The UX Ideation: What, Why & How

Every great product and service starts with a simple idea. And many a time such ideas go un-noticed.

Newton might have missed forming the theory of gravity had he let the fall of Apple go un-noticed. The awesome iPad Pro could not have designed and brought to life without the ideation for user interaction and acceptability test of smaller touch devices.

So, what is Ideation?

Ideation is an important part of designing User Experience. Author of “Evil By Design” Chris Nodder says – Ideation is the process of generating a lot of different ideas in a short amount of time.

In simple term, it is the documentation of starting nodes of a creation. And since it is the “starting node” of a creation, the team working on the UX design focusses more on the broad objective rather than going into finer details. Ideation is often targeted at generating ideas and problem solutions for the overall experience.

Why Ideate?

There is a solution for every problem, but no problem could be solved if you don’t know what the problem is? A “Well Defined & Figured Out Problem Gets Solved Far Easily”. Hence, it is absolutely essential to ideate before going into finer details of designing a product or service. Before you start coming up with ideas or asking others to do so it’s a good idea to pin down exactly which problem you’re trying to solve and what sort of space you want to explore.

How to Ideate?

Start wild. Start from anywhere. And, look out for quantity than quality. Gather as much information possible related to that product.

To begin with, let’s look at the possibilities. There could be two:

  • A product or service is being designed from scratch
  • Or, there is a ready product or a ready service which is to be enhanced further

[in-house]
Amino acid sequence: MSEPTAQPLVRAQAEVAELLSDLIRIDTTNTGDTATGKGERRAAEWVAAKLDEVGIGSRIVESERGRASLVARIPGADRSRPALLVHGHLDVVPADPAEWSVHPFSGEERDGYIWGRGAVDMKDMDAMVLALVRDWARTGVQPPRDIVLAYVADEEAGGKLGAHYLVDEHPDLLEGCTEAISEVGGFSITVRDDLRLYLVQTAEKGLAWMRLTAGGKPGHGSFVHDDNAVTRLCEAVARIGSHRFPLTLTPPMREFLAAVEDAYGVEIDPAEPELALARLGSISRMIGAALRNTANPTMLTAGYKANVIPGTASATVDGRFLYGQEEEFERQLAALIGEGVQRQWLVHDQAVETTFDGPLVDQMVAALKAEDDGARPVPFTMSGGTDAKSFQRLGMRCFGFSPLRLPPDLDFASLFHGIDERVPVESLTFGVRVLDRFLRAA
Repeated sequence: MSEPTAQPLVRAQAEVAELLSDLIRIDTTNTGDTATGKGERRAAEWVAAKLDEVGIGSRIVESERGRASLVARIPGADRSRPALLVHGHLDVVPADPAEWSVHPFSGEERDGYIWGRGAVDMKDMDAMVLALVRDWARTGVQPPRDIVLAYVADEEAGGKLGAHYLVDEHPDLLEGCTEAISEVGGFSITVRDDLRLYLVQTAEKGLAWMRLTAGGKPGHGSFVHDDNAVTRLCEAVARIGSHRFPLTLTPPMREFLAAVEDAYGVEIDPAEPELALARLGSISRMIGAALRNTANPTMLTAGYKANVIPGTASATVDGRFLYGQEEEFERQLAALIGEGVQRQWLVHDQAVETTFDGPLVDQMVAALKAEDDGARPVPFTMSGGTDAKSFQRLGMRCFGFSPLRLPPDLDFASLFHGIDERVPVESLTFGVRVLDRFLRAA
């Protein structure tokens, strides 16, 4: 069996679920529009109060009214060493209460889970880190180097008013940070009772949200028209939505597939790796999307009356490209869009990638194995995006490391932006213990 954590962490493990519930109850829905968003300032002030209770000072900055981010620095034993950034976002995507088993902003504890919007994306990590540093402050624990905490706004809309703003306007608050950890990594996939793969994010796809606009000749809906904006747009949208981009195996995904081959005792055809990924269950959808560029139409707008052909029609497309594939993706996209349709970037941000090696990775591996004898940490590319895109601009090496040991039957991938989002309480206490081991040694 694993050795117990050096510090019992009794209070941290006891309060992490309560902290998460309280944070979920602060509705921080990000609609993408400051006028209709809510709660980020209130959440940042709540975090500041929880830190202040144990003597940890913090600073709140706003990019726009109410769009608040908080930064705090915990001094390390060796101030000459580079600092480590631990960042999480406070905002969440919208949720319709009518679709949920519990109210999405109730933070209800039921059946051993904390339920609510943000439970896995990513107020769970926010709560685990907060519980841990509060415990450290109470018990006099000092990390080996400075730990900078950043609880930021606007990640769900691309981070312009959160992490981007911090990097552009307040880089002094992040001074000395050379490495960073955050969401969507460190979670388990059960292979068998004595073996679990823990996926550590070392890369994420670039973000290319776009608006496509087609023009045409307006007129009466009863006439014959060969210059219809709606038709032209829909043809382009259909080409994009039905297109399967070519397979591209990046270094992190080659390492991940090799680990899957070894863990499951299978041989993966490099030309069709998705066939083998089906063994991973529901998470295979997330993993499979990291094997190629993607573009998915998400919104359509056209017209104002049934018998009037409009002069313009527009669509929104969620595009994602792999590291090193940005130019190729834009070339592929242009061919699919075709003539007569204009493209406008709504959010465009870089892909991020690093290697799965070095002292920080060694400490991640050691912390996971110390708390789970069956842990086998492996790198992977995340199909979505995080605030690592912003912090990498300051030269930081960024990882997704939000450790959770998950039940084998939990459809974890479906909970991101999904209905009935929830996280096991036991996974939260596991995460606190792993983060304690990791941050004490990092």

In the first case, the UX designers start with recognising and elaborating the goals –

  • What this product or service is for
  • Who will use it
  • Why will one use it
  • How will one use it
  • What if this product is not made available, what one will miss, etc.

In the second case, the UX designers identify potential areas for improvement within the service or product. It starts with getting feedback from people who are using it or from the client who owns the product or imparts that service.

Questions that might come up are –

  • What is that working for this product
  • What is that not working for this product
  • Is the product or service self-explanatory

Honestly, it is not easy to gather such information, as most of people couldn’t really communicate what is not working for them. If the UX team feel they do not have sufficient information to identify potential problem areas, they should rely go with their gut feeling & experience. Most time, they reinforce their understanding and investigate the domain and product further. By asking questions to stakeholders or self or group working on the project you can at least start the ideation process. Things then start unfolding. Just focus on “core tool or medium, focal area & ultimate objective.”

For example –


What do you want to develop?


I want to develop a online social network which help people connect with their real friends and help them organise offline meet-ups.

Here –

“Online Social Network”— is the medium or tool that is to be developed.

“People Connect with Their Real Friends” — is the USP & focal area

“Organise offline Meet-ups” — is the objective or goal

So, the ideation process could be start with some simple questions and respective answers.

What to built?

A social network.

Okay, and it will be for?

Friends. But real one.

Real one?

Yes, like people who are known to the logged in users. Not the random guys who send friend request and you accept just to increase the friend count, like you know… 🙂

Hmm… so how would the system know, who the real friends are?

Machine would not know but people would. The messaging should be clear like “Path” that this platform is for specific set of people. And then we could develop AI and could use “connections” hierarchy like LinkedIn do.

So, the ideation could start with asking a lot many questions and answering as many. This ideation technique may sound simple, but can generate extraordinary results.

In next blog, I would share 5 simple but effective techniques to ideate.

Pankaj is CEO and Chief Visualiser of Chhavi. He loves film making & traveling and wasting time on Twitter 🙂 .

Leave a Reply

2015 Chhavi